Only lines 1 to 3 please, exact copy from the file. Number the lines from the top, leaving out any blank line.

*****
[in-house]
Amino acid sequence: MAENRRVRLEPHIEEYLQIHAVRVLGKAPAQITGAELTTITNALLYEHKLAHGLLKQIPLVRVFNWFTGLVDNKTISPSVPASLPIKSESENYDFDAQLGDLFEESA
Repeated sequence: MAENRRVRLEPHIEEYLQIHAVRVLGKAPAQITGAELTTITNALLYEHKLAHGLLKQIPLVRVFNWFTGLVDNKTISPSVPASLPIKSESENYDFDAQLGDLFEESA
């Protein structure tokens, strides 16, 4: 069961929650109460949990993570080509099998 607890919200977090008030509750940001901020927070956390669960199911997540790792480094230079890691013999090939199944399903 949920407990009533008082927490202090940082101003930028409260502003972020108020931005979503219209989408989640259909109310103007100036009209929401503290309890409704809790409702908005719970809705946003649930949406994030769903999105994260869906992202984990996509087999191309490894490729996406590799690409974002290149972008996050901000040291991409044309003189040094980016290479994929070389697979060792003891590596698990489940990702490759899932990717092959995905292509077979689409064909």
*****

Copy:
[in-house]
Amino acid sequence: MAENRRVRLEPHIEEYLQIHAVRVLGKAPAQITGAELTTITNALLYEHKLAHGLLKQIPLVRVFNWFTGLVDNKTISPSVPASLPIKSESENYDFDAQLGDLFEESA
Repeated sequence: MAENRRVRLEPHIEEYLQIHAVRVLGKAPAQITGAELTTITNALLYEHKLAHGLLKQIPLVRVFNWFTGLVDNKTISPSVPASLPIKSESENYDFDAQLGDLFEESA